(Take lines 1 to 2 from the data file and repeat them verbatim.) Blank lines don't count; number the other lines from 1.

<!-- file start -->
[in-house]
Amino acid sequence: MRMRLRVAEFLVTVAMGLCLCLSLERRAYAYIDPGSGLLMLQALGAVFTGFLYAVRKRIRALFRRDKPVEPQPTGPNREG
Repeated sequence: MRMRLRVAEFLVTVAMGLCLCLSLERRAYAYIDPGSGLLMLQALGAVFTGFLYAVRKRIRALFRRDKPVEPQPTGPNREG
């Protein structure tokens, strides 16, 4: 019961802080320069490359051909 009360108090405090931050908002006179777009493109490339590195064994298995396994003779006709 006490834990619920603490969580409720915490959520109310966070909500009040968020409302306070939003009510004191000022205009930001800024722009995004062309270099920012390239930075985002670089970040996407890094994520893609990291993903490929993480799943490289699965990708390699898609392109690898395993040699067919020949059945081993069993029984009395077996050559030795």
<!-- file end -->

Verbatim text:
[in-house]
Amino acid sequence: MRMRLRVAEFLVTVAMGLCLCLSLERRAYAYIDPGSGLLMLQALGAVFTGFLYAVRKRIRALFRRDKPVEPQPTGPNREG